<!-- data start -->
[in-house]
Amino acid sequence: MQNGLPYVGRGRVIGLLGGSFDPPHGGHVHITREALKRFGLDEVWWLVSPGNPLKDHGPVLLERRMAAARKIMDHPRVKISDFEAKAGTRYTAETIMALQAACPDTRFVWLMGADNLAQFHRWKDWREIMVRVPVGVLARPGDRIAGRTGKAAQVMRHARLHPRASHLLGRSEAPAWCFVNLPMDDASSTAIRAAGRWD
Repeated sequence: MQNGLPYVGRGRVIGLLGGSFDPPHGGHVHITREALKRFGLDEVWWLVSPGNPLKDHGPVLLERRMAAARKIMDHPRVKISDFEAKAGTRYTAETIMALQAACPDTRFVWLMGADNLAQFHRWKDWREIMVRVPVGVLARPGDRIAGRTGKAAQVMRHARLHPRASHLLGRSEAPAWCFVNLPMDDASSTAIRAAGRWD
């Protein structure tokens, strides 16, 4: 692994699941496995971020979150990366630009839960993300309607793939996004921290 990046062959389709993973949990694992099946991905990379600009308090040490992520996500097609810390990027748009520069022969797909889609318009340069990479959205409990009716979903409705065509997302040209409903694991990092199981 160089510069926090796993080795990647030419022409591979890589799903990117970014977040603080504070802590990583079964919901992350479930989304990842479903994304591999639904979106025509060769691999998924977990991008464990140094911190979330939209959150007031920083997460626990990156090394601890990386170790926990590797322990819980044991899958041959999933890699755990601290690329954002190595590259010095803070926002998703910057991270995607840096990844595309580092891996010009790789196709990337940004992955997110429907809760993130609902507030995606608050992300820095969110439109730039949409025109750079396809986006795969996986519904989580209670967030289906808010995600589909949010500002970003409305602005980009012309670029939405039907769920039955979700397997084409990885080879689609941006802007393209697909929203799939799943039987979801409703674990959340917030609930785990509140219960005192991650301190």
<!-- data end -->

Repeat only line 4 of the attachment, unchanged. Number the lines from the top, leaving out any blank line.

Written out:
């Protein structure tokens, strides 16, 4: 692994699941496995971020979150990366630009839960993300309607793939996004921290 990046062959389709993973949990694992099946991905990379600009308090040490992520996500097609810390990027748009520069022969797909889609318009340069990479959205409990009716979903409705065509997302040209409903694991990092199981 160089510069926090796993080795990647030419022409591979890589799903990117970014977040603080504070802590990583079964919901992350479930989304990842479903994304591999639904979106025509060769691999998924977990991008464990140094911190979330939209959150007031920083997460626990990156090394601890990386170790926990590797322990819980044991899958041959999933890699755990601290690329954002190595590259010095803070926002998703910057991270995607840096990844595309580092891996010009790789196709990337940004992955997110429907809760993130609902507030995606608050992300820095969110439109730039949409025109750079396809986006795969996986519904989580209670967030289906808010995600589909949010500002970003409305602005980009012309670029939405039907769920039955979700397997084409990885080879689609941006802007393209697909929203799939799943039987979801409703674990959340917030609930785990509140219960005192991650301190």